Authorities in China are desperate to make a positive impression on visitors, so cabbies with garlic breath are targeted in Beijing’s Olympic cleanup. China today holds a colossal $1 trillion in foreign currency. Now, China is taking part of this money from under the mattress—making enemies and friends around the world in the process. What’s on China’s shopping list? The Empire of Lies: The twenty-first century will not belong to China. From Time, a series of articles on The Best of Asia.

From Economic and Political Weekly, a series of articles on women in India; and is India too poor to be green? pdf. A caste of millions: India's 160m Dalits, or untouchables, have turned to the internet to combat their mistreatment at home. An excerpt from William Dalrymple's The Last Mughal: The Fall of a Dynasty: Delhi, 1857. Form India's Frontline, a review of Amartya Sen's Identity and Violence: The Illusion of Destiny; and a review of Paul Gilroy's After Empire.

Form Transitions, a look back on Boris Yeltsin by a writer who knew him in his political salad days. Time to back the Other Russia: Andre Glucksmann asks Europe to think less opportunistically and act more decisively towards Russia. The rites of mourning and burial on display during Boris Yeltsin’s funeral relied heavily on symbols — some more czarist than Soviet. In the trenches of the New Cold War: The US, Russia and the new great game in Eurasia. From Economic Principals, the Un-Marshall Plan: The death of Boris Yeltsin called to mind an important truth: Policy never gets made in a vacuum. And from The Moscow Times, on coming to power in 1991, Boris Yeltsin broke with Soviet tradition and ushered in a new attitude toward culture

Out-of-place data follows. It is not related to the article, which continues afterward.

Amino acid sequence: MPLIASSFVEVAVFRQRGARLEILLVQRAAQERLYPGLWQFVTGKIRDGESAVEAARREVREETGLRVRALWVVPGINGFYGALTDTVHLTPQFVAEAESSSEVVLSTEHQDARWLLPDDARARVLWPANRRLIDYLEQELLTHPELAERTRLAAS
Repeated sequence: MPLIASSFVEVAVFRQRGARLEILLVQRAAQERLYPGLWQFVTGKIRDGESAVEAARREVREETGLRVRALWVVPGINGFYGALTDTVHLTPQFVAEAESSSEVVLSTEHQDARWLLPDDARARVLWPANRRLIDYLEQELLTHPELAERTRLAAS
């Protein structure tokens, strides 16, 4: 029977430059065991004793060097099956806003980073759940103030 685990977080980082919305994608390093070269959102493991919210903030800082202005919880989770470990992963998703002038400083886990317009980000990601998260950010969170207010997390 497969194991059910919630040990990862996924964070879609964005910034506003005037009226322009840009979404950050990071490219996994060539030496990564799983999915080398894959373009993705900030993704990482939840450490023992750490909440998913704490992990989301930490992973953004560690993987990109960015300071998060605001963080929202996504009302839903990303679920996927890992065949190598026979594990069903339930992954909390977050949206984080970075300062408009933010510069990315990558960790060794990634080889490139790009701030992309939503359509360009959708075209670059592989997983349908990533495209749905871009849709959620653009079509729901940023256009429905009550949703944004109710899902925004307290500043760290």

China’s Values Vacuum: Artists and intellectuals search for meaning in a society devoid of values. Want to know how culture develops, or where humour and the arts spring from? Ask a group of robots. Ian Stewart on what his book Why Beauty Is Truth: A History of Symmetry is really about.

Are book reviewers out of print? All across the country, newspapers are cutting book sections or running more reprints of reviews from wire services or larger papers. From The Scholar and Feminist Online, a special issue on Blogging Feminism: (Web)sites of Resistance. An article on GodTube, where the rightwing Christians surf. From Harper's, an article on "The Mormons" and Johann Gottfried Herder.